Let F be a field. Suppose that a polynomial p(x)=a_{0}+a_{1}x+\cdots+a_{n}x^{n} Sapewa 2021-12-30 Answered
Let F be a field. Suppose that a polynomial $$\displaystyle{p}{\left({x}\right)}={a}_{{{0}}}+{a}_{{{1}}}{x}+\cdots+{a}_{{{n}}}{x}^{{{n}}}$$ is reducible in $$\displaystyle{F}{\left[{x}\right]}$$. Prove that the polynomial $$\displaystyle{q}{\left({x}\right)}=={x}^{{{n}}}{p}{\left({\frac{{{1}}}{{{x}}}}\right)}={a}_{{{n}}}+{a}_{{{n}-{1}}}{x}+\cdots{a}_{{{0}}}{x}^{{{n}}}$$ is also reducible.

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Step 1
Definition: Let $$\displaystyle{\left({F},\ +,\ \cdot\right)}$$ be a field and let $$\displaystyle{f}\in{F}{\left[{x}\right]}$$. Then f is said to be Irreducible over F if f cannot be factored into a product of polynomials all of which having lower degree than f. If f is not irreducible over F then we say that f is Reducible over F.
Step 2
We will prove with the help of principal of mathematical equation.
For $$\displaystyle{n}={1}$$
$$\displaystyle{P}{\left({x}\right)}={a}_{{{0}}}+{a}_{{{1}}}{x}$$ is reducible in field $$\displaystyle\Rightarrow{a}_{{{0}}}{a}_{{{1}}}\in{F}{\left({x}\right)}$$ and $$\displaystyle{q}{\left({x}\right)}={x}{\left({a}_{{{0}}}+{\frac{{{a}_{{{1}}}}}{{{x}}}}\right)}={a}_{{{0}}}{x}+{q}_{{{1}}}$$ is also reducible in field as $$\displaystyle{a}_{{{0}}}{a}_{{{1}}}\in{F}{\left({x}\right)}$$
Now let for $$\displaystyle{n}={k}$$ is true
$$\displaystyle{P}{\left({x}\right)}={a}_{{{0}}}+{a}_{{{1}}}{x}+\cdots{a}_{{{k}}}{x}^{{{k}}}$$ is reducible in fidd
So any polynomial of degree dess than k with $$\displaystyle{a}_{{{0}}}{a}_{{{1}}}$$
$$\displaystyle{a}_{{{k}}}\in{F}{\left({x}\right)}$$ is reducible
$$\displaystyle\Rightarrow{q}{\left({x}\right)}={a}_{{{0}}}{x}^{{{k}}}+{a}_{{{1}}}{x}^{{{k}-{1}}}\cdots+{a}_{{{k}}}$$ is reducible in field
Now for $$\displaystyle{n}={k}+{1}$$
$$\displaystyle{P}{\left({x}\right)}={a}_{{{0}}}+{a}_{{{1}}}{x}+\cdots{a}_{{{k}}}{x}^{{{k}}}+{a}_{{{k}+{1}}}{x}^{{{k}+{1}}}$$ in reducible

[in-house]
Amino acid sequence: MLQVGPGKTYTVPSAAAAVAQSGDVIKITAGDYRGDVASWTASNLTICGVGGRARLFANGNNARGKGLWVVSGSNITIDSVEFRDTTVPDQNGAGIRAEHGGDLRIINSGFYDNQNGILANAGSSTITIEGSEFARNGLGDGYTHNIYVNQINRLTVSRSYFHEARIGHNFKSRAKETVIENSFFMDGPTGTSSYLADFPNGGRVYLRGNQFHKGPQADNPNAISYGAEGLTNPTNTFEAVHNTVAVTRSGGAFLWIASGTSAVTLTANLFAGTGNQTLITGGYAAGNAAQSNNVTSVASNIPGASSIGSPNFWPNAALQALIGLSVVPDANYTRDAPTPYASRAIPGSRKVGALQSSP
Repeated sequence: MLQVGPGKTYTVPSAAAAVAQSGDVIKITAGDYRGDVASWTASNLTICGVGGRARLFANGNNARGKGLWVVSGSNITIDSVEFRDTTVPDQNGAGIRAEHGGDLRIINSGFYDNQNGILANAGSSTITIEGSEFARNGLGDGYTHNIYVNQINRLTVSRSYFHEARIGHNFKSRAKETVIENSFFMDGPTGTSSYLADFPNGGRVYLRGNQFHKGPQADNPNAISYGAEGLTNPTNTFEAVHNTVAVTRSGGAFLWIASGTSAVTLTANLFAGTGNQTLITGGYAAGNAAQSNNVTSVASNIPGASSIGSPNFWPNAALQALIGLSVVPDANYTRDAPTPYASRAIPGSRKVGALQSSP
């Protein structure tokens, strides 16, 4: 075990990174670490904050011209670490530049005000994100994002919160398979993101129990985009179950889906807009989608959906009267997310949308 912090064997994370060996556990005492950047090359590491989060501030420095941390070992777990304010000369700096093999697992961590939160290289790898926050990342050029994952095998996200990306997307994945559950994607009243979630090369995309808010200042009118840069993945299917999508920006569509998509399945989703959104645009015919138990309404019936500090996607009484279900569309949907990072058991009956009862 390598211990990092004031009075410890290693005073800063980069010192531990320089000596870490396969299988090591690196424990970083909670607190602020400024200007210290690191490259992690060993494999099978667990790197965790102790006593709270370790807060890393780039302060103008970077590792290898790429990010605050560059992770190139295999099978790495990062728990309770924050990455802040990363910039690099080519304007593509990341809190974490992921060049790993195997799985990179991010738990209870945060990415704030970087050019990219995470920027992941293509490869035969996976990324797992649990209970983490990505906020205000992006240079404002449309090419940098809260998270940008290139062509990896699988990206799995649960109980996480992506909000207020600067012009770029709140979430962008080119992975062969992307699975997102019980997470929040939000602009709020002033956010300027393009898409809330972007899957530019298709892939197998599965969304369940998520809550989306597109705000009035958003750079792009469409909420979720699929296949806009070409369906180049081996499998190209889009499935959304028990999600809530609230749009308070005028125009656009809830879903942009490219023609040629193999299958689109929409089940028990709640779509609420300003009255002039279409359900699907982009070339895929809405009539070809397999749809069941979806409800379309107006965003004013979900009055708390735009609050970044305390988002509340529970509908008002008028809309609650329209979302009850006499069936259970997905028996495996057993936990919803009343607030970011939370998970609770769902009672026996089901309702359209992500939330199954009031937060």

$$\displaystyle\Rightarrow{a}_{{{0}}}\cdot{a}_{{{k}+{1}}}\in{f{{\left({x}\right)}}}$$ with polynomial of degree less or equal to k is reducible
Step 3
Now $$\displaystyle{k}={1}$$
$$\displaystyle{q}{\left({x}\right)}={a}_{{{k}+{1}}}+{q}_{{{k}}}{x}+\cdots{q}_{{{0}}}{x}^{{{k}+{1}}}$$
$$\displaystyle{q}{\left({x}\right)}={a}_{{{k}+{1}}}+{x}{\left({q}_{{{k}}}+\cdots{a}_{{{0}}}{x}^{{{k}}}\right)}$$
Since $$\displaystyle{a}_{{{k}}}+\cdots{a}_{{{0}}}{x}^{{{k}}}$$ is reducible in f(x) and k+1 degree polinomial with $$q_{k+1}\in f(x)$$ can also reducible
$$\displaystyle\Rightarrow{q}{\left({x}\right)}$$ is reducible.

Not exactly what you’re looking for? lenkiklisg7
Step 1
Suppose $$\displaystyle{p}{\left({x}\right)}={a}_{{{0}}}+{a}_{{{1}}}{x}+\cdots+{a}_{{{n}}}{x}^{{{n}}}\in{F}{\left[{x}\right]}$$ is not irreducible, i.e., there is $$\displaystyle{q},\ {r}\in{F}{\left[{x}\right]}$$ such that $$\displaystyle{d}{e}{g{{\left({q}\right)}}},\ {d}{e}{g{{\left({r}\right)}}}{>}{0}$$ and $$\displaystyle{p}={q}{r}$$
We know that $$\displaystyle{d}{e}{g{{\left({p}\right)}}}={d}{e}{g{{\left({q}\right)}}}+{d}{e}{g{{\left({r}\right)}}}$$, so we may assume WLG that
1) $$\displaystyle{q}{\left({x}\right)}={b}_{{{0}}}+{b}_{{{1}}}{x}+\cdots+{b}_{{{m}}}{x}^{{{m}}}$$
2) $$\displaystyle{r}{\left({x}\right)}={c}_{{{0}}}+{c}_{{{1}}}{x}+\cdots+{c}_{{{n}-{m}}}{x}^{{{n}-{m}}}$$
Step 2
Then
$$\displaystyle{a}_{{{0}}}{x}^{{{n}}}+{a}_{{{1}}}{x}^{{{n}-{1}}}+\cdots+{a}_{{{n}}}=$$
$$\displaystyle{x}^{{{n}}}{p}{\left({\frac{{{1}}}{{{x}}}}\right)}=$$
$$\displaystyle{x}^{{{n}}}{q}{\left({\frac{{{1}}}{{{x}}}}\right)}{r}{\left({\frac{{{1}}}{{{x}}}}\right)}=$$
$$\displaystyle{x}^{{{m}}}{q}{\left({\frac{{{1}}}{{{x}}}}\right)}{x}^{{{n}-{m}}}{r}{\left({\frac{{{1}}}{{{x}}}}\right)}=$$
$$\displaystyle{\left({b}_{{{0}}}{x}^{{{m}}}+{b}_{{{1}}}{x}^{{{m}-{1}}}+\cdots+{b}_{{{m}}}\right)}{\left({c}_{{{0}}}{x}^{{{n}-{m}}}+{c}_{{{1}}}{x}^{{{n}-{m}}}+\cdots+{c}_{{{n}-{m}}}\right)}$$
Therefore $$\displaystyle{a}_{{{0}}}{x}^{{{n}}}+{a}_{{{1}}}{x}^{{{n}-{1}}}+\cdots+{a}_{{{n}}}$$ is not irreducible.
The implication in the opposite direction is analogous. karton

Substitute $$x\rightarrow\frac{1}{z}$$. We get
$$a_{0}+a_{1}\frac{1}{z}+\cdots+a_{n}(\frac{1}{z})^{n}$$
$$=\frac{1}{z^{n}}(a_{0}z^{n}+a_{1}z^{n-1}+\cdots+a_{n})=\frac{1}{z^{n}}q(z)$$
$$p(z)$$is irreducible if $$q(z)$$ is irreducible.